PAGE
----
When we get sick, medical experts are often the guides to help figure out what could be wrong. But what if an answer is difficult to find?
That was the case for one Toronto girl, two-year-old Madelynn Schwartz.
Two weeks after being born, Madelynn spiked a fever and then developed a rash all over her body. She also experienced significant inflammation. And despite several prolonged stays at SickKids hospital, doctors could not figure out what was wrong.
Erin Nadler, Madelynn’s mother, recalls how difficult the long nights the hospital were, especially as they waited and prayed for a diagnosis.
“We had one night, her symptoms just kind of reached their height. We had the full-blown rash, but then her body kind of shut down,” Nadler said.
“That day we met every single specialty in the hospital”
For months, as Madelynn’s family and medical team worked to manage her symptoms, gastroenterologist Dr. Aleixo Muise was collaborating with a team of scientists from around the world. They wanted to see if there was a genetic explanation.
Last fall, the team got confirmation their suspicions were correct.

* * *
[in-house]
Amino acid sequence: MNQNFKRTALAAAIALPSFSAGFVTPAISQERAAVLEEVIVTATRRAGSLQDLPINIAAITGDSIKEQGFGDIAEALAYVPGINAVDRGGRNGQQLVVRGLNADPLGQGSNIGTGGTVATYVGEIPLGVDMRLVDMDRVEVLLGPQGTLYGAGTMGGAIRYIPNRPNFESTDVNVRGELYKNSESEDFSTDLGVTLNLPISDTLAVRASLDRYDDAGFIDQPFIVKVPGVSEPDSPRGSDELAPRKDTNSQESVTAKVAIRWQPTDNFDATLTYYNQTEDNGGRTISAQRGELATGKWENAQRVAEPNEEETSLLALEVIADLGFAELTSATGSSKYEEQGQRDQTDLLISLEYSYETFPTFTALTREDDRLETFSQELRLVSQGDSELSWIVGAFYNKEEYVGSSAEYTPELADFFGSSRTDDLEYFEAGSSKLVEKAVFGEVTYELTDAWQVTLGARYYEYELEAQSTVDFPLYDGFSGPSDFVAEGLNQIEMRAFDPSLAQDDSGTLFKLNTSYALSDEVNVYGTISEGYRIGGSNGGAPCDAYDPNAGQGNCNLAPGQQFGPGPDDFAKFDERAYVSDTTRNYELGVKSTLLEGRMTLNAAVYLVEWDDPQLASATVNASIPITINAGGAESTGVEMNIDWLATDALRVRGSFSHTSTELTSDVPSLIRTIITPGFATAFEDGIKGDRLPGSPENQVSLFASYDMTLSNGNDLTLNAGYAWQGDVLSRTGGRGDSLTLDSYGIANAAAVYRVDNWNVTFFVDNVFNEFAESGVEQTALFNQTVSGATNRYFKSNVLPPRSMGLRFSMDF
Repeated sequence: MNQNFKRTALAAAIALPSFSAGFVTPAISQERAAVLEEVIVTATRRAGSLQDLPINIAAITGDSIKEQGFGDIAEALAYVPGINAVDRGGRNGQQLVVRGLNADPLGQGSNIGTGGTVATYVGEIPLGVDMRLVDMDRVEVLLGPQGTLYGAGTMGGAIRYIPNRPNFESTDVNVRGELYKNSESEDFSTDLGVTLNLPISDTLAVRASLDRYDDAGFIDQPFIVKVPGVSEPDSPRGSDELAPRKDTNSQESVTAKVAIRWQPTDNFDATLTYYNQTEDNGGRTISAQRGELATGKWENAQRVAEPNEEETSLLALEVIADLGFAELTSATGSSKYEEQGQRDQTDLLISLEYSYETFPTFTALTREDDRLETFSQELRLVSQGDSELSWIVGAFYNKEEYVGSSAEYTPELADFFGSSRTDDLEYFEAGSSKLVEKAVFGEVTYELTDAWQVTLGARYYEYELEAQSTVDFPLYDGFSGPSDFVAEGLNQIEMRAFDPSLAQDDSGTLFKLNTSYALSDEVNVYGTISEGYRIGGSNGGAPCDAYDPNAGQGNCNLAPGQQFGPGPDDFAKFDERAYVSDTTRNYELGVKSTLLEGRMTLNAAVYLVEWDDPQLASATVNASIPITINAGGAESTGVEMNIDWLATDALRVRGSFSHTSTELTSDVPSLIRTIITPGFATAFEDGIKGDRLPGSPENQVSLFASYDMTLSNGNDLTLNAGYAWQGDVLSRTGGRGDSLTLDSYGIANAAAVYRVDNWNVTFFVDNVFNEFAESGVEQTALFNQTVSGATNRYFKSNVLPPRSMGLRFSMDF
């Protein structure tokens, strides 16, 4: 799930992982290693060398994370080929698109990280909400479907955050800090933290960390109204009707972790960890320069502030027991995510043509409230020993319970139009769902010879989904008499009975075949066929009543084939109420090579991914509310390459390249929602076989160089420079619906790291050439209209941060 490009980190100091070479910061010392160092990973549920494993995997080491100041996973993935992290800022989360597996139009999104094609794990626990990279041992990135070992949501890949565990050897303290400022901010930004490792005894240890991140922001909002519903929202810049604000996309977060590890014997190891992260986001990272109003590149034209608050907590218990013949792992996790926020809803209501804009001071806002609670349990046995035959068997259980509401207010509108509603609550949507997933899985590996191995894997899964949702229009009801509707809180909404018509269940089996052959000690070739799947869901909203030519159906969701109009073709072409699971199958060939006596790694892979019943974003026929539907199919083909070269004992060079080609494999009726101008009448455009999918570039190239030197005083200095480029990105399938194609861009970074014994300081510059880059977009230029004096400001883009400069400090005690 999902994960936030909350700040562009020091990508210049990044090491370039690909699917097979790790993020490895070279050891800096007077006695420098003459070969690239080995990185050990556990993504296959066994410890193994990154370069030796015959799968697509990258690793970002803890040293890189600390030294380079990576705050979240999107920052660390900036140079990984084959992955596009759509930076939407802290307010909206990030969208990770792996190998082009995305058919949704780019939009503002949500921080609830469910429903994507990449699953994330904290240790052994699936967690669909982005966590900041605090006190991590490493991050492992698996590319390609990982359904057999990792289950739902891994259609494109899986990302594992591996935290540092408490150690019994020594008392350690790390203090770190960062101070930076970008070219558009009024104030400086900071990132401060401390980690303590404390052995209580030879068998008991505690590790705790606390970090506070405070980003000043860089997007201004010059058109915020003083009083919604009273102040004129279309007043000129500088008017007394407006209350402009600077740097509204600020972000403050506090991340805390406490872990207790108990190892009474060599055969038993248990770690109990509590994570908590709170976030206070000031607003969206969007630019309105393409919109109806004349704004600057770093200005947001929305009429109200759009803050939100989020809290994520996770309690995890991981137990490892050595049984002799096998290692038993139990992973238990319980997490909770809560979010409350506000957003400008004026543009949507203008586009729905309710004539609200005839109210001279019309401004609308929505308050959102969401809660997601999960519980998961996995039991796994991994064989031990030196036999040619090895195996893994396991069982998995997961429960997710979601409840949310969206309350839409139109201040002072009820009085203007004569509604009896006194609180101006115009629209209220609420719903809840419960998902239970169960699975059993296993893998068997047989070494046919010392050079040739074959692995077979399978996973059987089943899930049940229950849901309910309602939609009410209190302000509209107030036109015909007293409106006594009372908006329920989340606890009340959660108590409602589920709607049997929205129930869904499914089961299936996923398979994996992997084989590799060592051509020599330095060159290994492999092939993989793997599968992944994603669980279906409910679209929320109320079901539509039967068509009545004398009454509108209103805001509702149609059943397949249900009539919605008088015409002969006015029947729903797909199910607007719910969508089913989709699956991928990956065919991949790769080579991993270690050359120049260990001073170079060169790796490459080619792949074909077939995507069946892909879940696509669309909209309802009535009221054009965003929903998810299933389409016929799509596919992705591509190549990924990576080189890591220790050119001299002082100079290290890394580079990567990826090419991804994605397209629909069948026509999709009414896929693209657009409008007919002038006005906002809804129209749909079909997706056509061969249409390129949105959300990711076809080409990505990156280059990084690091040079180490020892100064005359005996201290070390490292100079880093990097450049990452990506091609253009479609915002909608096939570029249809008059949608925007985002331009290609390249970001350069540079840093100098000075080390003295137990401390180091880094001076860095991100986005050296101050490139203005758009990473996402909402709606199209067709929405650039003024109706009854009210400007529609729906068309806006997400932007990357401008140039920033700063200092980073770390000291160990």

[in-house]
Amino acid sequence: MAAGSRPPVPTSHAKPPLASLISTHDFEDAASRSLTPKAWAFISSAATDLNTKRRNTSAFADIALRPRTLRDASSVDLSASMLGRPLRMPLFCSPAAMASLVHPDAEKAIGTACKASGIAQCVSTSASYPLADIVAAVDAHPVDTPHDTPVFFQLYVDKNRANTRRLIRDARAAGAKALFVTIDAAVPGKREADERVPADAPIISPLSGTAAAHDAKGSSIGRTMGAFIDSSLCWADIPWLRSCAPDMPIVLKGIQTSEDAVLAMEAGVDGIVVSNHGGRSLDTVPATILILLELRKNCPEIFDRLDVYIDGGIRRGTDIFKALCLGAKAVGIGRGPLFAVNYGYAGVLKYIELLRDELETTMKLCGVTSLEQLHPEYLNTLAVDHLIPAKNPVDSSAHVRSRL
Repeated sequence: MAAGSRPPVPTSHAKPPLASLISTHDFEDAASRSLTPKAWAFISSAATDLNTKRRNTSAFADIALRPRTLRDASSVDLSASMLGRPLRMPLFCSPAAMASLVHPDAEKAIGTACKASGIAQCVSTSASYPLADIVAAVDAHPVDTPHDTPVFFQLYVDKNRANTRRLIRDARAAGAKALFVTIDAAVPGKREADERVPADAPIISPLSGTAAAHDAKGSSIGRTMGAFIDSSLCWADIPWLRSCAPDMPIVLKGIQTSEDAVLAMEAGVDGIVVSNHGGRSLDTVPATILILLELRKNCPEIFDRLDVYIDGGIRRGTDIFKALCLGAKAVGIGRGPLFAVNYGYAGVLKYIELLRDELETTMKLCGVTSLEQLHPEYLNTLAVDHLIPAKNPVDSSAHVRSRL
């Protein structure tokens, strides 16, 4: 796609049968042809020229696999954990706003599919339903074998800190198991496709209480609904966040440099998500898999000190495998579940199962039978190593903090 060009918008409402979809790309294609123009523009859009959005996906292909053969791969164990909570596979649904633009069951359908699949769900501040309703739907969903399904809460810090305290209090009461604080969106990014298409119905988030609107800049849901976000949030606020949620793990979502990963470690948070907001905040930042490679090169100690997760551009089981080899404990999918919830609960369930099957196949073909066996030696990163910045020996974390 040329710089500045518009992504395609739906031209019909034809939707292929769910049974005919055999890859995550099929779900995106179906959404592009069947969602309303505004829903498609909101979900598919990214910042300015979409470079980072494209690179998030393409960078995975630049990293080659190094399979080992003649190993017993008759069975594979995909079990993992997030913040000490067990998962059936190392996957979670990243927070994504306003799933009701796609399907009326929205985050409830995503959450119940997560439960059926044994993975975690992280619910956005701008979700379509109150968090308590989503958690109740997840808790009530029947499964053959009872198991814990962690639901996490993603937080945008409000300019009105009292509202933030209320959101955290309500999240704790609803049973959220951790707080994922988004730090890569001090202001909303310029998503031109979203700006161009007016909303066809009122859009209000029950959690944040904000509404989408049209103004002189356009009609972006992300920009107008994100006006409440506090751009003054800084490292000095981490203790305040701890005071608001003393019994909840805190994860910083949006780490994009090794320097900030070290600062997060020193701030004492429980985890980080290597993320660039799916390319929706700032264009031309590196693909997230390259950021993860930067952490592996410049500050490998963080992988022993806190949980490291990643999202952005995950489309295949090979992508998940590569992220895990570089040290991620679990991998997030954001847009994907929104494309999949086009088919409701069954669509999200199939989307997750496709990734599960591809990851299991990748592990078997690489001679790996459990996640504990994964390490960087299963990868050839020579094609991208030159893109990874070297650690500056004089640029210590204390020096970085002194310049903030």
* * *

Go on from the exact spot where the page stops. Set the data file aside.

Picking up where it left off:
“We were able to identify a mutation in a single gene, Spleen tyrosine kinase, otherwise known as ‘SYK’,” Muise said. “Before Madelynn was diagnosed, this gene was not known to cause any diseases in humans.”
The discovery was achieved through genetic sequencing. Part of the process also included testing both Nadler and Schwartz. Madelynn is the sixth person in the world believed to have the condition, tests revealed. Schwartz, unknowingly, is the fifth.
While he had had some medical challenges as child, the root cause had never been identified. “You still don’t realize it’s the same until you are told, and that was quite shocking,” Schwartz said. “Because while we did have similar symptoms, the severity of mine wasn’t nearly as bad as Madelynn’s was.”
Confirmation of another patient in China, help solidify the findings. The results were published in a recent study, with Madelynn’s case paving the way to help others.
“When you discover a new disease, or the cause of the disease, often what happens is initially it’s very rare and then we identify more patients quite quickly, and it becomes less rare,” Muise said.
After exhausting many other forms of treatment, Madelynn underwent a bone marrow transplant in May. The family wanted to be sure she was as healthy as possible before the procedure.
Armed with her feisty and determined spirit, her parents said she did well. “I think what I love the most is that as strong as I am, she is 10 times stronger than me,” Nadler said.
“She does things that I could never do.”
Doctors are hopeful the transplant could be a cure, but it’s too early to know definitive results. For now, the family waits, and remain focused on supporting their bright, brave little girl, while holding out hope for the many possibilities that lie ahead.
“There’s nothing I wouldn’t do for her, and nothing in this future I would never do for her,” Schwartz said.